Aid Groups Unconvinced By Military Claims of Progress in Afghanistan
If you never left the Pentagon briefing room and only published regurgitations of their press releases, you would believe that 2010 occasioned a great turnaround in Afghanistan, with progress throughout the country as the Taliban lost its grip on control of several areas. You’d think the momentum was with the occupiers and surrender around the corner. If military spokespeople were the only ones with experience on the ground that you used as sources, that would be your article.
Fortunately, McClatchy steps outside the bubble. And the independent reports contrast the military line.
Citing evidence that Taliban insurgents have expanded their reach across Afghanistan, aid groups and security analysts in the country are challenging as misleading the Obama administration’s recent claim that insurgents now control less territory than they did a year ago.
“Absolutely, without any reservation, it is our opinion that the situation is a lot more insecure this year than it was last year,” said Nic Lee, the director of the Afghanistan NGO Safety Office, an independent organization that analyzes security dangers for aid groups.
“We don’t see COIN has had any impact on the five-year trajectory,” he said, referring to the counterinsurgency strategy that U.S. Army Gen. David Petraeus, the commander of coalition forces in Afghanistan, has championed.
Read the whole thing, because you’ll see a heck of a lot more independent reporting. I’d argue that NGOs have the best perspective on the ground in a war zone, basically the same vantage point for violence as the local population. And their statistics show an increase in insurgent attacks by 66% in the past year. Basically, the US/NATO forces have focused on the south, and the Taliban have adjusted by gaining control elsewhere in the country. NGO employees and UN civil services personnel talk about not being able to use once-safe roads, growing insecurity in formerly secure regions, and growing Taliban control (in all but one of the 34 Afghan provinces). This directly contradicts the security assessment from the White House, repeated by both the Secretary of Defense and the President, that the Taliban controls less territory now than a year ago.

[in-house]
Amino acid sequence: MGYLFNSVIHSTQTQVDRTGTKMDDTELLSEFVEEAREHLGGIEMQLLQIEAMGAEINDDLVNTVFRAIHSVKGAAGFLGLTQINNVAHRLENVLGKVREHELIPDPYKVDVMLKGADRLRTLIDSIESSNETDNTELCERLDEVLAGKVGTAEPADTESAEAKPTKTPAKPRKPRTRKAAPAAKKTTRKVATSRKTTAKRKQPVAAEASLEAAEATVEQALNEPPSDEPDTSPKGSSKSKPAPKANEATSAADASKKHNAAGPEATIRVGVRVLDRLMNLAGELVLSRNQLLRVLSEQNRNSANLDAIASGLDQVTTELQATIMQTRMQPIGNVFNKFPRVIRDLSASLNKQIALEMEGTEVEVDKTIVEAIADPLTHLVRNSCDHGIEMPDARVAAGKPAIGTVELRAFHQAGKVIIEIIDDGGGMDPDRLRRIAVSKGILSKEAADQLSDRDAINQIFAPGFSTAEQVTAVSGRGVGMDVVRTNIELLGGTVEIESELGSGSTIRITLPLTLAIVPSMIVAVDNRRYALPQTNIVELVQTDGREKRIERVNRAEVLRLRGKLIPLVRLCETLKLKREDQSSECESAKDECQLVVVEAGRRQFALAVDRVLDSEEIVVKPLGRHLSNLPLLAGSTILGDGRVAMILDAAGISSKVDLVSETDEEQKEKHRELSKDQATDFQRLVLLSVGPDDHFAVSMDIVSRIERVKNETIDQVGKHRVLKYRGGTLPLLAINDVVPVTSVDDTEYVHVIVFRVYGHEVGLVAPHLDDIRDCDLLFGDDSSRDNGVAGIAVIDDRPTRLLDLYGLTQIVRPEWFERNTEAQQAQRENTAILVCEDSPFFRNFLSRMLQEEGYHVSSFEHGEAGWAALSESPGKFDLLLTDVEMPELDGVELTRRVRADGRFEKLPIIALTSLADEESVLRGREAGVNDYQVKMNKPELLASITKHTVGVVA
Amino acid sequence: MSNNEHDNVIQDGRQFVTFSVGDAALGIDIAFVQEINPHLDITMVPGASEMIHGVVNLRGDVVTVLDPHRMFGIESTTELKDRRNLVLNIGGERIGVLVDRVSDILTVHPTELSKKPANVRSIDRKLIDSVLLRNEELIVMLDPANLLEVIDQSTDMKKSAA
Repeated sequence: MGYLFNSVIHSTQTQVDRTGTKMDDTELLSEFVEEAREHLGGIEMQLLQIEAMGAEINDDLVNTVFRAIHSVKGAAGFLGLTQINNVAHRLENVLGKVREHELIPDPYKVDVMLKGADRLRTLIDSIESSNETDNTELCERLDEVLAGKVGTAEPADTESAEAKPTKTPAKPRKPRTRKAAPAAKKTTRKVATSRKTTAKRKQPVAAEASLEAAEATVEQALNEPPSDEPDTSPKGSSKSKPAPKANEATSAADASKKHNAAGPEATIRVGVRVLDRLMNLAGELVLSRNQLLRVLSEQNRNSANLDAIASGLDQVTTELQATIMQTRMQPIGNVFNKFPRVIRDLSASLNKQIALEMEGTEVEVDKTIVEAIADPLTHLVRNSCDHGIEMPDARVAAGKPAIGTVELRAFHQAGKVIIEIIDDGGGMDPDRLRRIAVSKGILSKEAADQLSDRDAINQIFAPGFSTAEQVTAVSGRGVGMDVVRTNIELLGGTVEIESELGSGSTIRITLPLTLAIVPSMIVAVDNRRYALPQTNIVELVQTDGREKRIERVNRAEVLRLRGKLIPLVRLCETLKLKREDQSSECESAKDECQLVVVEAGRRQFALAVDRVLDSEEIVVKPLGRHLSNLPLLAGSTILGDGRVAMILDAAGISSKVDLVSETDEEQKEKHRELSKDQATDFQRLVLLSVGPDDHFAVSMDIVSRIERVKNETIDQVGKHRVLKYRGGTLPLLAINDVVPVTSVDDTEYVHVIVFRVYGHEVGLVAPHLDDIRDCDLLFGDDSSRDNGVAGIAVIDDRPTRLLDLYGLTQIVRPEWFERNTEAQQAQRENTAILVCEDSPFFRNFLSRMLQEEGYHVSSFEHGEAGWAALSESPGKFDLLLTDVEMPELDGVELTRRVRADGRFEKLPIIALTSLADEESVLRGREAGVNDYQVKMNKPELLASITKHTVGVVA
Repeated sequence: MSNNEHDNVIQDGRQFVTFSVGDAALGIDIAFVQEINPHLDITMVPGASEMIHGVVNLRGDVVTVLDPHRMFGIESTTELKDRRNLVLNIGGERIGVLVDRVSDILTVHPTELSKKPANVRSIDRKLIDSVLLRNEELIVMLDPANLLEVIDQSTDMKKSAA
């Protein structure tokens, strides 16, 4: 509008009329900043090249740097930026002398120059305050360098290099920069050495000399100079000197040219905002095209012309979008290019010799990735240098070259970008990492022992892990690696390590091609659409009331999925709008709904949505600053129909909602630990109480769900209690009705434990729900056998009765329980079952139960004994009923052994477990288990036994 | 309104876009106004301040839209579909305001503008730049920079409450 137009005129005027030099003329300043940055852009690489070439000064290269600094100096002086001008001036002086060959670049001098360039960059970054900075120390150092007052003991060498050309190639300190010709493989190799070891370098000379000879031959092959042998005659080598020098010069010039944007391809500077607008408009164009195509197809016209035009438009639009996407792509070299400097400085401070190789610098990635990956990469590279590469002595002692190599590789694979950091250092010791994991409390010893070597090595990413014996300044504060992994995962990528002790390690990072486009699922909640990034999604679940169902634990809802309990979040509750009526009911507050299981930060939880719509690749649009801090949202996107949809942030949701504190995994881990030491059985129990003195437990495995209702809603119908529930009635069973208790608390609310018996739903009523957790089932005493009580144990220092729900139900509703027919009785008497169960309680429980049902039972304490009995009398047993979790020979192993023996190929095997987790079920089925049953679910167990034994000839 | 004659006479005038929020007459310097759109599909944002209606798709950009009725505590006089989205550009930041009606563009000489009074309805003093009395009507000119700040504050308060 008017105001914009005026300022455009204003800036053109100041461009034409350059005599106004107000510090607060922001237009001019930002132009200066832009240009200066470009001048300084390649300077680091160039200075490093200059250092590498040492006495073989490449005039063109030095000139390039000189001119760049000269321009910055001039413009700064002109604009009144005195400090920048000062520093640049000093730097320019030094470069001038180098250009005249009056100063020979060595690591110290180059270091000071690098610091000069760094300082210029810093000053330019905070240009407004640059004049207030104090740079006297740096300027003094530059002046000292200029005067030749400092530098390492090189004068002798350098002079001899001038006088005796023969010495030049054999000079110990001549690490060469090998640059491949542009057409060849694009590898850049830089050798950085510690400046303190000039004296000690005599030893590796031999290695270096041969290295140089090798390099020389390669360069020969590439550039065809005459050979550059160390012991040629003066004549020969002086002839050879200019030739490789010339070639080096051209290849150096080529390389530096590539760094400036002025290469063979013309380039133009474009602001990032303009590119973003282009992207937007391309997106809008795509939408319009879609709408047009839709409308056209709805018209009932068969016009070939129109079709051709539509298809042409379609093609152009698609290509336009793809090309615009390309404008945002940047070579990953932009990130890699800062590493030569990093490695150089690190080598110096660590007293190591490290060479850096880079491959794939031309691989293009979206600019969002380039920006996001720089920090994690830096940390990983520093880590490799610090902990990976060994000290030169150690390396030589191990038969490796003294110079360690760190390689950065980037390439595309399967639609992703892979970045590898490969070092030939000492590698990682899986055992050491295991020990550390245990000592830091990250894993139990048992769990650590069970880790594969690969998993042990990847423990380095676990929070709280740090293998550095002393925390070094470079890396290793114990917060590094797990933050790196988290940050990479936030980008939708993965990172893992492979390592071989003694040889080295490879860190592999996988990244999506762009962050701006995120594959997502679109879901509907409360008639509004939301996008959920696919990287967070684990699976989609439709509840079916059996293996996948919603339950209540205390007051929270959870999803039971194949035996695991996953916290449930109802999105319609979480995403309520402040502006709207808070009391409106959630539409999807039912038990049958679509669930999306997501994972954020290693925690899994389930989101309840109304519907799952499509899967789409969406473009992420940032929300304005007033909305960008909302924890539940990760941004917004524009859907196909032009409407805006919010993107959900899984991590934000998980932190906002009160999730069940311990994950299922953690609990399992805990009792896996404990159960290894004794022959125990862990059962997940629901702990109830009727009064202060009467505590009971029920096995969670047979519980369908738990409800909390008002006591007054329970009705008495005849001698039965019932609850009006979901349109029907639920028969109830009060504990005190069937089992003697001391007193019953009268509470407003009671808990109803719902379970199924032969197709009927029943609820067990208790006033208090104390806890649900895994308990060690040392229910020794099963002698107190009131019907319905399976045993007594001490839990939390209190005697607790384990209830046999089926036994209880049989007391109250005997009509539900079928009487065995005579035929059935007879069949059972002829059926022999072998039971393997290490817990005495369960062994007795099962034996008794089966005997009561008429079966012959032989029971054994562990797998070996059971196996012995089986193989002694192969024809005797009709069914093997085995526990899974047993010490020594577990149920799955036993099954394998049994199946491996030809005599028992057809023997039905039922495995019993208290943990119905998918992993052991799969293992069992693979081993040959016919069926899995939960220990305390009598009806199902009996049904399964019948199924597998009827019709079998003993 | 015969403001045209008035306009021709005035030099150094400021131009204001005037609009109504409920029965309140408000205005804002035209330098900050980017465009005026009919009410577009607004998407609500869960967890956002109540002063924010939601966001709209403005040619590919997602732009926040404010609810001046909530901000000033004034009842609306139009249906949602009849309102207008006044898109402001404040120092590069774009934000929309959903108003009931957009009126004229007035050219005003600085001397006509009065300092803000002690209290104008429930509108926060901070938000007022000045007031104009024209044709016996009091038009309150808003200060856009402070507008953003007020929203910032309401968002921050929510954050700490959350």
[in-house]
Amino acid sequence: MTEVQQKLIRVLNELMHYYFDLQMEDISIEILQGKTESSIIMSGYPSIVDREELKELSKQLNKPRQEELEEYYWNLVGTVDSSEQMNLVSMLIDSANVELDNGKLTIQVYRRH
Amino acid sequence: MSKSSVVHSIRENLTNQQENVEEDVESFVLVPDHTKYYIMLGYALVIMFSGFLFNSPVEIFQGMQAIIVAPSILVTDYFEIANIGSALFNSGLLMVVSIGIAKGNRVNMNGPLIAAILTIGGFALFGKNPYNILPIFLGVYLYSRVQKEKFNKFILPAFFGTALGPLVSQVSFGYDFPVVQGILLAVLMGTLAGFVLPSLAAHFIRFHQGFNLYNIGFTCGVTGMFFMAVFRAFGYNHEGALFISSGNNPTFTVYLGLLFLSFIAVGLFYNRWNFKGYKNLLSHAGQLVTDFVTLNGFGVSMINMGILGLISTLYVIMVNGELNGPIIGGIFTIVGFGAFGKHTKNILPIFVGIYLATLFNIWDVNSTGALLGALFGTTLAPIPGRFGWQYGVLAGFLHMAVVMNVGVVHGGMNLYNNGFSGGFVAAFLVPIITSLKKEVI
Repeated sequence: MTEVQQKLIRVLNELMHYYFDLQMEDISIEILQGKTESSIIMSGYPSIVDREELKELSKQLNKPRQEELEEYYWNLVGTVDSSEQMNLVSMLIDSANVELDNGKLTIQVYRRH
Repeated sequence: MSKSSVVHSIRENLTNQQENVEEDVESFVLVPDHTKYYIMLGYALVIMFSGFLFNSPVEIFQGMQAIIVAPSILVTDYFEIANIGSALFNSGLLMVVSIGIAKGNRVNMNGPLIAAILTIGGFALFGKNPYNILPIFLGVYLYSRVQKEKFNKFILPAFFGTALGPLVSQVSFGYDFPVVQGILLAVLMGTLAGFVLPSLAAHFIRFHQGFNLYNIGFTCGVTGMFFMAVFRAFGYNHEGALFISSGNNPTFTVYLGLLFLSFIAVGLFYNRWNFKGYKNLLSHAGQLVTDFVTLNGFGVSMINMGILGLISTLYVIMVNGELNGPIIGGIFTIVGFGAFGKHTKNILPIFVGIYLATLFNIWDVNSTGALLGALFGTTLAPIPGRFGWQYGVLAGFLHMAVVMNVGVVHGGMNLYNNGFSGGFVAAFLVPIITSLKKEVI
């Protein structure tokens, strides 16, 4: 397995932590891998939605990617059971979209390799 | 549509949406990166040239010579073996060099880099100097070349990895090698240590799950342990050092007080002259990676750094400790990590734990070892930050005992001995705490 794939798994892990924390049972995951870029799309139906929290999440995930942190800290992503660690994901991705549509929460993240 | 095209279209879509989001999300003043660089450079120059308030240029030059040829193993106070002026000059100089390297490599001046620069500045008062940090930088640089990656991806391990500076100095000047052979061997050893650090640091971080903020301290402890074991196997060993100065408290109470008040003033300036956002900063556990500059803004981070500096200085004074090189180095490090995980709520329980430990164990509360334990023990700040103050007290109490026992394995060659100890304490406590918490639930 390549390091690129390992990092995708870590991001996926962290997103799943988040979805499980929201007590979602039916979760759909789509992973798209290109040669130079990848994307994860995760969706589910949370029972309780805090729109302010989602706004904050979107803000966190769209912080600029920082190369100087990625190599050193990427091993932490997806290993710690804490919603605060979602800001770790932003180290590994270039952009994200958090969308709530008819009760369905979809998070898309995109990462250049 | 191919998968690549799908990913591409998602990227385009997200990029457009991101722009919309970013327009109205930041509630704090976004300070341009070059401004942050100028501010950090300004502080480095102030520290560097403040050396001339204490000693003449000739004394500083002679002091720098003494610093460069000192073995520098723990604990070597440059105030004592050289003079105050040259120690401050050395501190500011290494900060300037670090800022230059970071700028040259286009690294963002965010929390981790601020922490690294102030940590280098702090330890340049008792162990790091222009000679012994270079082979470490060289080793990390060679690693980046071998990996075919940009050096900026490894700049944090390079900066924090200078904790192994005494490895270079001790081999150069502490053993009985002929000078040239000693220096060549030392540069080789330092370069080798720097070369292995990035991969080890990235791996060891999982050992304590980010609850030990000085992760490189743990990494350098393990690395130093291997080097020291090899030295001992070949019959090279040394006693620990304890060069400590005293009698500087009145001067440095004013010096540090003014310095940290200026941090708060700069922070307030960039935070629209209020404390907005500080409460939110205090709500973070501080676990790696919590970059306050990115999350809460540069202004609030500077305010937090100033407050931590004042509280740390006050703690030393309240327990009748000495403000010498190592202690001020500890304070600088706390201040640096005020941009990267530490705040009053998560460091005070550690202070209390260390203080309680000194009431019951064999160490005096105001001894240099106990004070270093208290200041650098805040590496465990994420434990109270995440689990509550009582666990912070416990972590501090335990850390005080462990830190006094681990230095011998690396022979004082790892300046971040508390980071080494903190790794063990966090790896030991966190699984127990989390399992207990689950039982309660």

This is nothing you don’t know if you read all the material coming out of the country. The security maps released in the past couple days show a similar picture to what’s described in this article. The military itself has released reports in the past month that insurgents had “qualitatively and geographically expanded” their operational reach, though they quickly papered over that with claims of progress. You can just read unclassified reports and get a sense that the insurgency can project itself across more of the country.
The military official reached for this story claimed that US and NATO forces are protecting the population centers, where quality of life is improving. He wasn’t entirely credible, given the available evidence.
Good for McClatchy to go beyond the press release.